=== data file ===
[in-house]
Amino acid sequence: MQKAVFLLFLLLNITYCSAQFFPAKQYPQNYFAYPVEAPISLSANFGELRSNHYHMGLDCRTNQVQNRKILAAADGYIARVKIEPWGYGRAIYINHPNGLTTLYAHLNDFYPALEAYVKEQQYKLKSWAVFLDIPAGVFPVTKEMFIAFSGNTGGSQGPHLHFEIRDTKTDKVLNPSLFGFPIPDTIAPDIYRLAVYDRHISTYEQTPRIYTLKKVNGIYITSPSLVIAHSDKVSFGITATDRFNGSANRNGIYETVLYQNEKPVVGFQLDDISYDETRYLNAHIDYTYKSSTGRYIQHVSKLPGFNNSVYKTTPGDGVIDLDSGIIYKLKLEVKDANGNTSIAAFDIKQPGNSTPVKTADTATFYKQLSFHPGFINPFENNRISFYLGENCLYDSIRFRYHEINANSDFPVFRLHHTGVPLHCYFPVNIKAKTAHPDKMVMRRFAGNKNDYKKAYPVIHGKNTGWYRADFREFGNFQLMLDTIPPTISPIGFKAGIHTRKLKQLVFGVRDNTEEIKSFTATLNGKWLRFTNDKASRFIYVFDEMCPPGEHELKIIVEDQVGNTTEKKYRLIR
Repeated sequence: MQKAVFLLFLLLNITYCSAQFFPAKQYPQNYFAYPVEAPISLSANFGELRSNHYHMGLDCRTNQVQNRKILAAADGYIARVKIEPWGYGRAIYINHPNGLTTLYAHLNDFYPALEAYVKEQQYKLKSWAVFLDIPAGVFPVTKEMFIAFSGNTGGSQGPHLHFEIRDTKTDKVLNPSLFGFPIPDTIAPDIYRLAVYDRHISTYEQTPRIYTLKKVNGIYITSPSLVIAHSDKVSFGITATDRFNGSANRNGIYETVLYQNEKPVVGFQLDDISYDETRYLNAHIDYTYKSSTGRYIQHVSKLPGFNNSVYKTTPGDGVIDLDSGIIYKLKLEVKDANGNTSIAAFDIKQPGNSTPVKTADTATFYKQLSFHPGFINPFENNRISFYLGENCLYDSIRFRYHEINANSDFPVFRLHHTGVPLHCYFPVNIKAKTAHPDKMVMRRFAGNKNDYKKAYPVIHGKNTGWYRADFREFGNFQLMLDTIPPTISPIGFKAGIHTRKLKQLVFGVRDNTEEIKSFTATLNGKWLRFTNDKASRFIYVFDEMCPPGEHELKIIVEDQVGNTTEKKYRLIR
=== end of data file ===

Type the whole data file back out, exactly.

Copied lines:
[in-house]
Amino acid sequence: MQKAVFLLFLLLNITYCSAQFFPAKQYPQNYFAYPVEAPISLSANFGELRSNHYHMGLDCRTNQVQNRKILAAADGYIARVKIEPWGYGRAIYINHPNGLTTLYAHLNDFYPALEAYVKEQQYKLKSWAVFLDIPAGVFPVTKEMFIAFSGNTGGSQGPHLHFEIRDTKTDKVLNPSLFGFPIPDTIAPDIYRLAVYDRHISTYEQTPRIYTLKKVNGIYITSPSLVIAHSDKVSFGITATDRFNGSANRNGIYETVLYQNEKPVVGFQLDDISYDETRYLNAHIDYTYKSSTGRYIQHVSKLPGFNNSVYKTTPGDGVIDLDSGIIYKLKLEVKDANGNTSIAAFDIKQPGNSTPVKTADTATFYKQLSFHPGFINPFENNRISFYLGENCLYDSIRFRYHEINANSDFPVFRLHHTGVPLHCYFPVNIKAKTAHPDKMVMRRFAGNKNDYKKAYPVIHGKNTGWYRADFREFGNFQLMLDTIPPTISPIGFKAGIHTRKLKQLVFGVRDNTEEIKSFTATLNGKWLRFTNDKASRFIYVFDEMCPPGEHELKIIVEDQVGNTTEKKYRLIR
Repeated sequence: MQKAVFLLFLLLNITYCSAQFFPAKQYPQNYFAYPVEAPISLSANFGELRSNHYHMGLDCRTNQVQNRKILAAADGYIARVKIEPWGYGRAIYINHPNGLTTLYAHLNDFYPALEAYVKEQQYKLKSWAVFLDIPAGVFPVTKEMFIAFSGNTGGSQGPHLHFEIRDTKTDKVLNPSLFGFPIPDTIAPDIYRLAVYDRHISTYEQTPRIYTLKKVNGIYITSPSLVIAHSDKVSFGITATDRFNGSANRNGIYETVLYQNEKPVVGFQLDDISYDETRYLNAHIDYTYKSSTGRYIQHVSKLPGFNNSVYKTTPGDGVIDLDSGIIYKLKLEVKDANGNTSIAAFDIKQPGNSTPVKTADTATFYKQLSFHPGFINPFENNRISFYLGENCLYDSIRFRYHEINANSDFPVFRLHHTGVPLHCYFPVNIKAKTAHPDKMVMRRFAGNKNDYKKAYPVIHGKNTGWYRADFREFGNFQLMLDTIPPTISPIGFKAGIHTRKLKQLVFGVRDNTEEIKSFTATLNGKWLRFTNDKASRFIYVFDEMCPPGEHELKIIVEDQVGNTTEKKYRLIR